While there are plenty of areas in Cornwall that aren't on the coast we only checked out those by the water.  That means timing is everything as twice a day the boulders are soaked by waves and all signs of climbing are washed away.  The bad news is that these areas are notoriously hard to get good conditions and some of the more tucked away problems are almost never dry.  On the flip side, without the tidal bombardment most of the rock would be total choss.  The coastal areas also tend to provide cool features and the skin friendly nature of the climbing is a welcome respite from the sharp granite of the interior.  With this in mind we decided to check out what I've been told is Cornwall's best tidal area, Godrevy.

Regardless of climbing, Godrevy is a sweet spot.  There is a nice long beach and apparently a sweet break as dozens of surfers crowded the water and lounged in a cafe by the parking.  The approach to the climbing is short and easy and a maze-like formations of the rock provided a perfect place to run around with kids.  

Lina climbing a problem in one of the the corridors of the "maze".  Once again there is no chalk to guide you as it is washed away twice a day and keeping your eye on the tide is important as you head down the beach.  I've heard plenty of stories of climbers getting cut-out by the tide with outcomes included waiting for hours, a terrifying choss scramble, or a return the vehicle soaking wet.

Another problem in the "maze".
To be honest I was unimpressed with Godrevy and it has nothing to do with the lack of chalk and most things being damp when we were there.  Don't get me wrong it was a sweet place worth checking out in it's own right but the climbing is very underwhelming.  While the rock may be fun to climb on there are very few natural lines as you tend to just pick a spot on a wall and climb up.  It also didn't help that many of the "classics" were drop-offs.  

Providence was one of the better lines at Godrevy but proved to hard for me despite a great spot from my son.  

A shot of the coast as the tide comes in.  Lots of rock and so few king-lines.

I did try one problem in Cornwall that wasn't effected by tides.  The Weapon is a single problem located off the coastal path that is easy to fit into the schedule as you don't need to run from the waves.  Cool compression moves lead to a committing top-out.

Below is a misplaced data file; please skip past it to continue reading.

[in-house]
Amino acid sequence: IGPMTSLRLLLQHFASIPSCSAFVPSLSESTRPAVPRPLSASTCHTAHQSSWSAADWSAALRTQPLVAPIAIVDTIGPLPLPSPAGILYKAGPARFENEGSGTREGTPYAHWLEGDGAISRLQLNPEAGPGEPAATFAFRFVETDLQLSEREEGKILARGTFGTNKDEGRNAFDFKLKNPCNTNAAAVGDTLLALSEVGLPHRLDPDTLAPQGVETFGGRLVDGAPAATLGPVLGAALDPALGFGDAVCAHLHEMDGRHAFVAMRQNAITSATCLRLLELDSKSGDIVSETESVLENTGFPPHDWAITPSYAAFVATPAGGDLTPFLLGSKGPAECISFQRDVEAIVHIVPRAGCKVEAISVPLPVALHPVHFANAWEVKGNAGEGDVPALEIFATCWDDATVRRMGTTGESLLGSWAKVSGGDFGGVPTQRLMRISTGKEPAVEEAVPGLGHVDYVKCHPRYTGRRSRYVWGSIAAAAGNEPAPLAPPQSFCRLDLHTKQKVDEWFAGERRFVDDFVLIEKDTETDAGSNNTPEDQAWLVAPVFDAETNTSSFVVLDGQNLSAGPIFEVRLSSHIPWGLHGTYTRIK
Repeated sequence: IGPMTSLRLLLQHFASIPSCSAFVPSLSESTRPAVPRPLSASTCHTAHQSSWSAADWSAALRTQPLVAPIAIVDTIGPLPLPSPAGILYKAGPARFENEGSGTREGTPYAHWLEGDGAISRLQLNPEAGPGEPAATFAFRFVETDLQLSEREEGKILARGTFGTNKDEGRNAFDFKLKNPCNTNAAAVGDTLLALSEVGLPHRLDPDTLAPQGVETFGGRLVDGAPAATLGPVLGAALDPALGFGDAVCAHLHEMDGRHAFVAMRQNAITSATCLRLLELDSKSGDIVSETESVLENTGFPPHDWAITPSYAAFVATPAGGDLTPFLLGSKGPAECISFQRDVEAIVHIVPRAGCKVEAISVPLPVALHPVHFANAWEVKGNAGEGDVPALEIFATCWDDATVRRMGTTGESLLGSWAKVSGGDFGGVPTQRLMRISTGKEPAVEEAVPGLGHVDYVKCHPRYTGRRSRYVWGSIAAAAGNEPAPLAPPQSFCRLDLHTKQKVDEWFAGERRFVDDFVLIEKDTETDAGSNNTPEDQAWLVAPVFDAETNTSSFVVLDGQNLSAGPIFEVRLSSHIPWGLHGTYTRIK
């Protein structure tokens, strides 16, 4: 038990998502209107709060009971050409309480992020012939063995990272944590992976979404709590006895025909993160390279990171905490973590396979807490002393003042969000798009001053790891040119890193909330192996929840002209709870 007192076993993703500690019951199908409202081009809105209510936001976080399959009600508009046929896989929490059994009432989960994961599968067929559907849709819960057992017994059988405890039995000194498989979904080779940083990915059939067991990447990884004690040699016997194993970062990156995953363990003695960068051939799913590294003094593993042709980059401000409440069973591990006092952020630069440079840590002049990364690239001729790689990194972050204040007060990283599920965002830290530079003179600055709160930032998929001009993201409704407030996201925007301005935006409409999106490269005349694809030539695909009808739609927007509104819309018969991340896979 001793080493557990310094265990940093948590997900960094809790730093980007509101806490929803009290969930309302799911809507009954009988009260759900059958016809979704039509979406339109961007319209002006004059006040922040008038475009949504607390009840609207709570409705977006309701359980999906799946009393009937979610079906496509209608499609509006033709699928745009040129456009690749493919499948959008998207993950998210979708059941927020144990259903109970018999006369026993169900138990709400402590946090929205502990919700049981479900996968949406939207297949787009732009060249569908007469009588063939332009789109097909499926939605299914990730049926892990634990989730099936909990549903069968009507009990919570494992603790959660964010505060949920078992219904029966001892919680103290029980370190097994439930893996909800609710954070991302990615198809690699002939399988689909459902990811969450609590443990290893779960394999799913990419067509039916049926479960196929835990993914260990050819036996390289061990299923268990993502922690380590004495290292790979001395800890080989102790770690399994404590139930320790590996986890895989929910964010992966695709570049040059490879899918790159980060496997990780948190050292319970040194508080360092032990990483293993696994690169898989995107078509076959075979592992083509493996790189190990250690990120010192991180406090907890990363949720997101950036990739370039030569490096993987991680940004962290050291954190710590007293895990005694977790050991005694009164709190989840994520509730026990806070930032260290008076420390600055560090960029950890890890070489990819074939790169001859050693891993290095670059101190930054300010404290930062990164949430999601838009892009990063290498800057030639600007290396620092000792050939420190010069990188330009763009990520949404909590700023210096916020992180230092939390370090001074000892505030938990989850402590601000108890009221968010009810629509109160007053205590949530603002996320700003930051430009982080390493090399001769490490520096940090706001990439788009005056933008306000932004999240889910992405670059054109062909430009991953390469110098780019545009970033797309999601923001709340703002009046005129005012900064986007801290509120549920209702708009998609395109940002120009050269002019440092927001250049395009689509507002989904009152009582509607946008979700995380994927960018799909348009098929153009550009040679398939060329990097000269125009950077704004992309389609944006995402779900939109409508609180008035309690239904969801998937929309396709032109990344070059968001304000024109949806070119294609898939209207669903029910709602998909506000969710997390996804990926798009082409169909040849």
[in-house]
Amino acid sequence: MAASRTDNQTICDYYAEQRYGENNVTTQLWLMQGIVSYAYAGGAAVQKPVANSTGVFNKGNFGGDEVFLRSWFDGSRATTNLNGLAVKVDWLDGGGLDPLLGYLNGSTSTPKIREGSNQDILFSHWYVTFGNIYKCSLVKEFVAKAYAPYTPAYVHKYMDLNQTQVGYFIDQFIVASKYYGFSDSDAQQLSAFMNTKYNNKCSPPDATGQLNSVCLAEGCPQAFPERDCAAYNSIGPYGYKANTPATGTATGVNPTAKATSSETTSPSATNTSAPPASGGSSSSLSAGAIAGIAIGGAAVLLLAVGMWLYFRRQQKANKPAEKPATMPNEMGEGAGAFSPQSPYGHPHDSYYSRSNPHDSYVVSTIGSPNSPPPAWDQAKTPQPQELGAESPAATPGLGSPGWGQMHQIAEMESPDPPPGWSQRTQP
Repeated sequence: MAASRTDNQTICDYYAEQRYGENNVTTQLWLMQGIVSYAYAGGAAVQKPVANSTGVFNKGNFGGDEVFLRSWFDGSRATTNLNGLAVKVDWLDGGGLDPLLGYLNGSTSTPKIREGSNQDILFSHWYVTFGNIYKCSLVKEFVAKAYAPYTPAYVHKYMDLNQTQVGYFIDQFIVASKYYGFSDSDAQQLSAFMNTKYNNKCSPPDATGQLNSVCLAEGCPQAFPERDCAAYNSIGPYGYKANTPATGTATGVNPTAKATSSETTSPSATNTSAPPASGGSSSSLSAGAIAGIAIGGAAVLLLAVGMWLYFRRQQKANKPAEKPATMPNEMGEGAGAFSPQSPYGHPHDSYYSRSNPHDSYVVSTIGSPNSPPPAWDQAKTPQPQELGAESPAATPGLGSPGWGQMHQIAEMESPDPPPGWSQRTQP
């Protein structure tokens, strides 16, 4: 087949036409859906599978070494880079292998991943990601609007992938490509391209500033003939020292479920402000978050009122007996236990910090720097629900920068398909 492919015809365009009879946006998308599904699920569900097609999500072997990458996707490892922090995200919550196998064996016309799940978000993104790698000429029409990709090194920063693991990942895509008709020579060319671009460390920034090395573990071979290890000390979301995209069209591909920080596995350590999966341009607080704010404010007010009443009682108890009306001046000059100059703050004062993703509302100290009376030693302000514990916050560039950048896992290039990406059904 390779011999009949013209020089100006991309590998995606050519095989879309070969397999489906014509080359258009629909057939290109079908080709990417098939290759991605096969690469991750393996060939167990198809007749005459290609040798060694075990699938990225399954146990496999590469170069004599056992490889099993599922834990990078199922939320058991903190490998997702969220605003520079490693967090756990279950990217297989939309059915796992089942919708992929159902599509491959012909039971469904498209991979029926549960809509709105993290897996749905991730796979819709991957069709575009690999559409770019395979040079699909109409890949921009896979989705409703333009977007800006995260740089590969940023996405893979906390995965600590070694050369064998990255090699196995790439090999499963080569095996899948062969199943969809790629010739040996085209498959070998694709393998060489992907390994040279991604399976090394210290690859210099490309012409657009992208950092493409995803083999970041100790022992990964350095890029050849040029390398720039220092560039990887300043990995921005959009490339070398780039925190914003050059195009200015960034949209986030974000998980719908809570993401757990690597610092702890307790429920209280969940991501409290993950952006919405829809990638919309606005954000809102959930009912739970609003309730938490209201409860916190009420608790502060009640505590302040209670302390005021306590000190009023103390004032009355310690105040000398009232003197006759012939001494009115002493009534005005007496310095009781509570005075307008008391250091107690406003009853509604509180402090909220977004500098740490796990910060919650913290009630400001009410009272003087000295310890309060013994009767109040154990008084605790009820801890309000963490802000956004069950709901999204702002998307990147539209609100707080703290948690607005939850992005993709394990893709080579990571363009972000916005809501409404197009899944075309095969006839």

The Weapon.  In the end I was too scared to commit of the final move but if I ever make it back to Cornwall this one will get another visit.

Thursday, October 15, 2015

Some photos from Cornwall

Apologies for the lack of action on the blog.  My computer decided to tank on me and everything else seems to be keeping me busy.  Such is life.

Anyway, just in case anyone still follows this blog and to get things up and rolling again I'll post some pictures from a recent trip we took down to Cornwall.  Hope you enjoy.

The coastline for much of Cornwall is pretty dramatic as rugged walls rise abruptly from the sea.  The battering of waves and fluctuations in tide has created some pretty awesome formations and plenty to explore.

While Cornwall's natural beauty attracts plenty of tourists there is no shortage of cool historical spots to check out, like Restormel Castle. 

The remnants of Cornwall's ancient tin mining industry are hard to miss as many old smokestacks remain.  It's also good to know that plenty of mineshafts are also left behind so be careful when exploring the ruins.

There is also no shortage of lighthouses along the Cornish coast.  I reckon a good number of seamen are extremely glad for this.

A Cornish sunset.

I'll post a bit about the climbing we did in Cornwall in the next couple days.......

Friday, August 28, 2015

Can't get enough Bohuslän